wrote about the winning design from New York City's urbanShed competition to come up with alternatives to the often unsightly protective scaffolding that crowd sidewalks around construction sites. We've already heard from a local scaffolding company expressing skepticism that - New York City's claims notwithstanding - the winning design could be executed for anywhere near what the company says is an industry standard of about $150.00 per linear foot for the type of scaffolding currently in use.
Now Jim Peters of Landmarks Illinois has reminded me about a remarkable beast-to-beauty story of bad scaffolding gone good.
In the fall of 2008, in a piece titled Uncle Sam: State Street Slumlord, I wrote about a truly despicable scaffolding job done on a federal government-owned building: Holabird & Roche's 1916 Century Building, at 202 South State Street, which at street level had been transformed into a dark, dank tomb sided with raw plywood in derelict applique.
Flash forward to last summer, and the situation had changed entirely.
Instead of the usual pipe-frame tunnel, the sleek, curving steel canopy protecting pedestrians from the crumbling terra cotta above is actually cantilevered from columns set close to the building. Set at a two-story height, it becomes almost invisible, leaving both daylight and free pedestrian movement unobstructed, and giving a clear view of the repaired and polished metal window frames of the elegant 1951 Art Moderne remodeling of the Century's entry floor.
Not quite so invisible are the intense graphic coverings, which actually reflect patterns in the original 1915 neo-Manueline Portuguese Gothic-styled terra cotta ornament climbing up the original, thin tower above.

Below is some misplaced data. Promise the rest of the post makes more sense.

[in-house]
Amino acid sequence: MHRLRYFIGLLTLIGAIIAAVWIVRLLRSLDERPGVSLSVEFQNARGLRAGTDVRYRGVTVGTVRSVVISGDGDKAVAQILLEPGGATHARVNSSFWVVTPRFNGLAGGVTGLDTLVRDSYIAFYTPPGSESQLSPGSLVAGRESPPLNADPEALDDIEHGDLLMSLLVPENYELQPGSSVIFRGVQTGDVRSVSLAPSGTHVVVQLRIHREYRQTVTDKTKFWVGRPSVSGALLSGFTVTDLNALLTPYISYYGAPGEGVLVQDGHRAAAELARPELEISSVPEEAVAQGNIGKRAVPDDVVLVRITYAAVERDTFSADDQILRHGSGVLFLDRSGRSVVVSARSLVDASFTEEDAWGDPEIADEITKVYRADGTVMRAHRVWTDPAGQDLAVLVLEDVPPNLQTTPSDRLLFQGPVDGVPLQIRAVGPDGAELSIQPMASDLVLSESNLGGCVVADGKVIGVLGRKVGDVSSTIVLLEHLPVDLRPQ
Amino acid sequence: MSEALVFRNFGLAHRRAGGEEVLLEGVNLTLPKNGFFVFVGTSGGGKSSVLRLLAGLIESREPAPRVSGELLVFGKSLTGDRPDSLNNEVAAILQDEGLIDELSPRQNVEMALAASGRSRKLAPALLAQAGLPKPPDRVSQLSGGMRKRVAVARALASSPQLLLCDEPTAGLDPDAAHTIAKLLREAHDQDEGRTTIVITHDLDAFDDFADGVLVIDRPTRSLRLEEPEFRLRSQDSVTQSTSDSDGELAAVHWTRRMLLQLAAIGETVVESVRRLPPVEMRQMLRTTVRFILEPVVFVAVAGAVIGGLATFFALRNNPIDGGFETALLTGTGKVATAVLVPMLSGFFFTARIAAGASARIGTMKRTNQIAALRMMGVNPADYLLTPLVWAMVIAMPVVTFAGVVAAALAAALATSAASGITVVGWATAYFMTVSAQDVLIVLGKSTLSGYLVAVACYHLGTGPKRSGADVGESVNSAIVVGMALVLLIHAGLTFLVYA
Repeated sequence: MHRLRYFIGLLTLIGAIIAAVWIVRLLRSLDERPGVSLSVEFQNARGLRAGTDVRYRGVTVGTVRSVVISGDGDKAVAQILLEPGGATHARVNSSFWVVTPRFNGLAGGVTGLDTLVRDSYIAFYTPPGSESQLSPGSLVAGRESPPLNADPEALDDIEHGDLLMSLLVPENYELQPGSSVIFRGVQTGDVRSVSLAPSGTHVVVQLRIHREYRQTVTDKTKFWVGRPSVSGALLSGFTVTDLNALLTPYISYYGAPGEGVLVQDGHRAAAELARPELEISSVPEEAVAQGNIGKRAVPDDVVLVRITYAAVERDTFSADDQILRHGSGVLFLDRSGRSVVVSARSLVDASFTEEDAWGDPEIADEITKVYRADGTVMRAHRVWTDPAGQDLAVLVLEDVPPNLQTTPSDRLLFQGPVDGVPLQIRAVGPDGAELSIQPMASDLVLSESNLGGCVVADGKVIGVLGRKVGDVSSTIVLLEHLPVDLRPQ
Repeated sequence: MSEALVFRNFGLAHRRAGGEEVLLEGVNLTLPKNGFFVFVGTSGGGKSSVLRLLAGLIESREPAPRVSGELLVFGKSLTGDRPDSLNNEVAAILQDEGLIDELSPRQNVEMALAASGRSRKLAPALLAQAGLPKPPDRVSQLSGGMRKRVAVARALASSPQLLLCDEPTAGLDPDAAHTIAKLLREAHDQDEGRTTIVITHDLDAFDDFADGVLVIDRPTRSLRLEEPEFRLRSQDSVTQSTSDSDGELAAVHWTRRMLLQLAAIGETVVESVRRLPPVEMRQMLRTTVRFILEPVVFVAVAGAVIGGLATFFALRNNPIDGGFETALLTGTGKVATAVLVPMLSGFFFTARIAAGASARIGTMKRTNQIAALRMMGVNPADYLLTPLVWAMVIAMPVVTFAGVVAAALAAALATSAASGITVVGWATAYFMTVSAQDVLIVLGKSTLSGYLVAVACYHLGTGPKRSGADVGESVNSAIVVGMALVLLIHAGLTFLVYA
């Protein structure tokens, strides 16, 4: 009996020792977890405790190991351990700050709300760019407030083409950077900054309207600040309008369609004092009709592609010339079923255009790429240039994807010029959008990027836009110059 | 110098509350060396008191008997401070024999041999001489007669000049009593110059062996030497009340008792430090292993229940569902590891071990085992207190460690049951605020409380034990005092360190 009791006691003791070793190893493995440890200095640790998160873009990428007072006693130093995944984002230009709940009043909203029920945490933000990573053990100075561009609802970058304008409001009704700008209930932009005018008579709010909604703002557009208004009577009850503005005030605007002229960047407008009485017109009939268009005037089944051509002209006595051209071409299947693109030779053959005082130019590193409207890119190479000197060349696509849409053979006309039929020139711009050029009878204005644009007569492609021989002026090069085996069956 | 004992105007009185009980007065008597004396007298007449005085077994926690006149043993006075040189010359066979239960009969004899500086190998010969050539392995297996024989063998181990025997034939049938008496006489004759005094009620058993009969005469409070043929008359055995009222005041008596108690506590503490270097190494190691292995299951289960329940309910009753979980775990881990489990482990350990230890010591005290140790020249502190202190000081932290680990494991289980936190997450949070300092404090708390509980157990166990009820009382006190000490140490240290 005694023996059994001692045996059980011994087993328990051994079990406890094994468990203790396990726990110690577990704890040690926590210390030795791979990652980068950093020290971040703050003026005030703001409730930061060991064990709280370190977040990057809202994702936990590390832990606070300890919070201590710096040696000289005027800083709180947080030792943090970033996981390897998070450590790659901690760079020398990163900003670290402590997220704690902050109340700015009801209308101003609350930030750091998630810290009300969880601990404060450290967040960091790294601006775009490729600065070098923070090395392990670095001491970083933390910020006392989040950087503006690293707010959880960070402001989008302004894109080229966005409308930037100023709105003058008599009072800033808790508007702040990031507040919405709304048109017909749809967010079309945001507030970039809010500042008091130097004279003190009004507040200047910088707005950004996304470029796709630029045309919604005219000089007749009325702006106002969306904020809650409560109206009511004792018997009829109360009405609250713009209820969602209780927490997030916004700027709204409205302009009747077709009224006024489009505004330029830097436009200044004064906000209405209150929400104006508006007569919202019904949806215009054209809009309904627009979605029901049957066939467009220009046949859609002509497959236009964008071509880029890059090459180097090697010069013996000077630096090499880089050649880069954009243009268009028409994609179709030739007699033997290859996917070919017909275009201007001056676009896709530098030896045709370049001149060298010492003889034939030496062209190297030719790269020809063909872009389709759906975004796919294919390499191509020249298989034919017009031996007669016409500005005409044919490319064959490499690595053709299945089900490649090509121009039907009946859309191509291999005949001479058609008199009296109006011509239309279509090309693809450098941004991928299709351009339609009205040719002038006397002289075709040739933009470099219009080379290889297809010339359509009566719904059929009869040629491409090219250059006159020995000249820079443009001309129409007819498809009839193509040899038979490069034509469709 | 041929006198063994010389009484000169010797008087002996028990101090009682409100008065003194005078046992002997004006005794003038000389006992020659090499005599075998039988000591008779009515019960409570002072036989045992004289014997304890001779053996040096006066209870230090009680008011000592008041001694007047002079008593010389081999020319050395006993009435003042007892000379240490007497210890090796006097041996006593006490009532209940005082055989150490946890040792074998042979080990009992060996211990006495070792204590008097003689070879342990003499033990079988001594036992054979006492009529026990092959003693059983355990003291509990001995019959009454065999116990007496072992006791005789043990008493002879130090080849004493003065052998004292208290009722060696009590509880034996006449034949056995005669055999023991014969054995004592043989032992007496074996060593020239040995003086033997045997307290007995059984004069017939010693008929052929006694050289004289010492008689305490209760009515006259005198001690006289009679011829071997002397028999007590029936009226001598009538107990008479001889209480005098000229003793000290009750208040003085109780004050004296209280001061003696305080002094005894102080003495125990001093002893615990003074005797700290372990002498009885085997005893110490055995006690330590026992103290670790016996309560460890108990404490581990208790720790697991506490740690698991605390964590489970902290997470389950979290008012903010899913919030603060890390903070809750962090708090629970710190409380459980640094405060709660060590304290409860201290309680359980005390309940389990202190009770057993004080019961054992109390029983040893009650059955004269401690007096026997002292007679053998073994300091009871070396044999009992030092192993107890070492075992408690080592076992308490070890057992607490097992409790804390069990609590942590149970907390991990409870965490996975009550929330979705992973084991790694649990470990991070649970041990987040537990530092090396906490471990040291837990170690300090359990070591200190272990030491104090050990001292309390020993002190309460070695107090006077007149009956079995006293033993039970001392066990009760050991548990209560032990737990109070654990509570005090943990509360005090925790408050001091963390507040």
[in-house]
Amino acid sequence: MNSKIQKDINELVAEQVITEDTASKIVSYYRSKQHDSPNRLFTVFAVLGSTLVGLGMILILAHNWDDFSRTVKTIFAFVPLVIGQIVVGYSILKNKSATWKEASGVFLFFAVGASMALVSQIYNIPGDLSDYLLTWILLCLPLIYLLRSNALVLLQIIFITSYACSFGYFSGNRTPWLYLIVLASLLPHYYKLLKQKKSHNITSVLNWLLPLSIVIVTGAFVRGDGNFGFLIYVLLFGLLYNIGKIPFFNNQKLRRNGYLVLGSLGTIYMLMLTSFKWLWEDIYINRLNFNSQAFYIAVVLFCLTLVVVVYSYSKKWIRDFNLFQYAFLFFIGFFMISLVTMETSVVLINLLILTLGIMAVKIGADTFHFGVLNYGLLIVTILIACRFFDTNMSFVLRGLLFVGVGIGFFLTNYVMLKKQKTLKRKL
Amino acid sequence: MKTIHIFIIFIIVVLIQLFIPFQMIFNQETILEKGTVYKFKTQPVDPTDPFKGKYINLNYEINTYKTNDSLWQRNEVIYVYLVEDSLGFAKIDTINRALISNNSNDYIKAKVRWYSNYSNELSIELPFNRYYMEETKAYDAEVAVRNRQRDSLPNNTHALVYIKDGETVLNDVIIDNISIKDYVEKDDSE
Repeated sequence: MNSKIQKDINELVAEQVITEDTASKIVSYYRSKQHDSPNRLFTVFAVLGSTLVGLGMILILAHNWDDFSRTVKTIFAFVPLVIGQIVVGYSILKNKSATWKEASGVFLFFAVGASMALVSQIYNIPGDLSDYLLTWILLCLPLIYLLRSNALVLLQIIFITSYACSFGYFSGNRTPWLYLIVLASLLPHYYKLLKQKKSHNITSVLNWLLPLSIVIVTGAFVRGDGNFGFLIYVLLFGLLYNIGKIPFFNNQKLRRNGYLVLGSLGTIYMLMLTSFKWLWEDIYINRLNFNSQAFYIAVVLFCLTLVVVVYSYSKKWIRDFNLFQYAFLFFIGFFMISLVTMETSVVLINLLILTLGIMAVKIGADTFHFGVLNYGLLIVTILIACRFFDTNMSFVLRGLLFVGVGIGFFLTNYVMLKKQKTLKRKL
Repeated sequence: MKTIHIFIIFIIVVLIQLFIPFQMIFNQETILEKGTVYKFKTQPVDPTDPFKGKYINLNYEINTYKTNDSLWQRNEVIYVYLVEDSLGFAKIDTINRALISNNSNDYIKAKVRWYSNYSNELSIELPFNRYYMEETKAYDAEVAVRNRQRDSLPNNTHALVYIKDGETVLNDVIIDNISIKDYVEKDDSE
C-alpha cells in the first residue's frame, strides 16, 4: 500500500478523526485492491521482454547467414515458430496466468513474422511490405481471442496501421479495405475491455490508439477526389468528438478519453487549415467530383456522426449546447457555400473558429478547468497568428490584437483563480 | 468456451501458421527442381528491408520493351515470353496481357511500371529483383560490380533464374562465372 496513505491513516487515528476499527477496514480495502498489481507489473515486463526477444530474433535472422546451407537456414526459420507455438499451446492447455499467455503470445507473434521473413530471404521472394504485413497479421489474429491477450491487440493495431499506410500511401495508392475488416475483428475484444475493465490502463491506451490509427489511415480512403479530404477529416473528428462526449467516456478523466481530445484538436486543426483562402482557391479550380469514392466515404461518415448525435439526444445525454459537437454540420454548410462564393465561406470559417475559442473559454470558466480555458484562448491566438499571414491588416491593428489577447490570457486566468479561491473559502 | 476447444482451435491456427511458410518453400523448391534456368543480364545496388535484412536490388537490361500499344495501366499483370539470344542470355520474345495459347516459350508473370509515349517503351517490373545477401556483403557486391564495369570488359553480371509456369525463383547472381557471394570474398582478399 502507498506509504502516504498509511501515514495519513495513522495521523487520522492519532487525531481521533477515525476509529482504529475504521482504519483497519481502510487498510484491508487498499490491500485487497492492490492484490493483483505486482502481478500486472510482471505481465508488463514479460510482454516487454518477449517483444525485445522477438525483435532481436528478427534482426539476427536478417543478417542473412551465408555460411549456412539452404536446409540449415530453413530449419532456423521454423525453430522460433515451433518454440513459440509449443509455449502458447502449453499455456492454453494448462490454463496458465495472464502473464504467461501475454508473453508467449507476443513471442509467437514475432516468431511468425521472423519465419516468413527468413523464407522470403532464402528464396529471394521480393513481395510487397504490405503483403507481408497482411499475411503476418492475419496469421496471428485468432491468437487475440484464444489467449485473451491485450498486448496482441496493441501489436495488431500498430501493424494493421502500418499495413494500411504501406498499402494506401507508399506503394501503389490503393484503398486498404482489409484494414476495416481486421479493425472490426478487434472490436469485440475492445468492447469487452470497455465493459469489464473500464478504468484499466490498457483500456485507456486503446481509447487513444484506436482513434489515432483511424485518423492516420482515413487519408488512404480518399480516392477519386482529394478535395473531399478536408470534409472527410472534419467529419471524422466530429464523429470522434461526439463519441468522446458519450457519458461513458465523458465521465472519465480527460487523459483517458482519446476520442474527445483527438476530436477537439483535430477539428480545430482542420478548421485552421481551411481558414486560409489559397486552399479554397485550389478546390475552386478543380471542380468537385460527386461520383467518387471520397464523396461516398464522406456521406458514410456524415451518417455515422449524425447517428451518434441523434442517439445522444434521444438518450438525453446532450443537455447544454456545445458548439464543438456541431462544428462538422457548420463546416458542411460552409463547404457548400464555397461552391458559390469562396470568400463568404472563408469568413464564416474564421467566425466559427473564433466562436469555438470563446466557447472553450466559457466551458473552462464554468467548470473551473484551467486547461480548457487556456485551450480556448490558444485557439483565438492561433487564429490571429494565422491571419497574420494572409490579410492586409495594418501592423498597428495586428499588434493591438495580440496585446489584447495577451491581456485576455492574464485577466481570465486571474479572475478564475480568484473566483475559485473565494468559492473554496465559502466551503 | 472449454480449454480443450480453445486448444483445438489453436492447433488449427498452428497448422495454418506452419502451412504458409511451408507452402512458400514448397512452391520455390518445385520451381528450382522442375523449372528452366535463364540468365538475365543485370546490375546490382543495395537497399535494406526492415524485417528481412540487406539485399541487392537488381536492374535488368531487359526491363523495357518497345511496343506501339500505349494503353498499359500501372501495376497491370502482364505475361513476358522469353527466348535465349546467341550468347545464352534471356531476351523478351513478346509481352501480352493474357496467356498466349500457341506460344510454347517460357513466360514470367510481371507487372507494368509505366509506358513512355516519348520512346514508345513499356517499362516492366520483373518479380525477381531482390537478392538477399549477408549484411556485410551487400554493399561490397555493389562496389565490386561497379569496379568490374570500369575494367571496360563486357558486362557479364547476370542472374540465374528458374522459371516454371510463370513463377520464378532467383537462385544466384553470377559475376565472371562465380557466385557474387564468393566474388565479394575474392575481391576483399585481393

The quality of the scaffolding's design is especially important, because the up-in-the-air status of the building may keep it in place for quite some time. It's part of the 1.3 acre parcel just east of the Mies van der Rohe Dirksen Federal Building that includes everything else on the block except for the buildings housing the Berghoff Restaurant. The structures were acquired in 2005 for what is called the Chicago Federal Center Expansion Site, actually a post 9-11 cordon sanitaire for the existing federal properties. In a report you can download here courtesy Chicago Carless's Mike Doyle, the General Services Administration executed an ambitious survey of possible uses for the parcel that range all the way from . . .
. . . an infill tower between the Century and Mundie and Jensen's 1913 Consumers Building to the South . . .
. . . to one demolishing everything on the parcel for a single megatower (which in this rendering, still seems to have the Century clinging to its side like a barnacle.)
Recently, the GSA has commissioned exhaustive Building Preservation Plans, done under the direction of Johnson•Lasky Architects, for both the Century and the Consumers, as well as for 230 S. State Street. Long overshadowed by its use as a McDonald's, 230 S. State is actually a structure designed by Alfred S. Alschuler for clothier Benson Rixson in what was, for 1937 State Street, a daring Art Moderne style, with a streamlined curving facade and seamless bands of glass block window that at night set the building aglow, as you can see in this Hedrich Blessing photo from the Chicago History Museum.
It's one of a generous number of illustrations that document each of the reports. You can see Benson Rixson's striking interiors and elegant, now hidden stair, just as in the Century report, you can get a feel both for both Holabird & Roche's original 1915 design, and the equally excellent 1951 remodeling. It's a reminder of what wonders can lie behind the dark, crumbling profiles of trophy buildings of times past, which we often walk past never taking the time to see.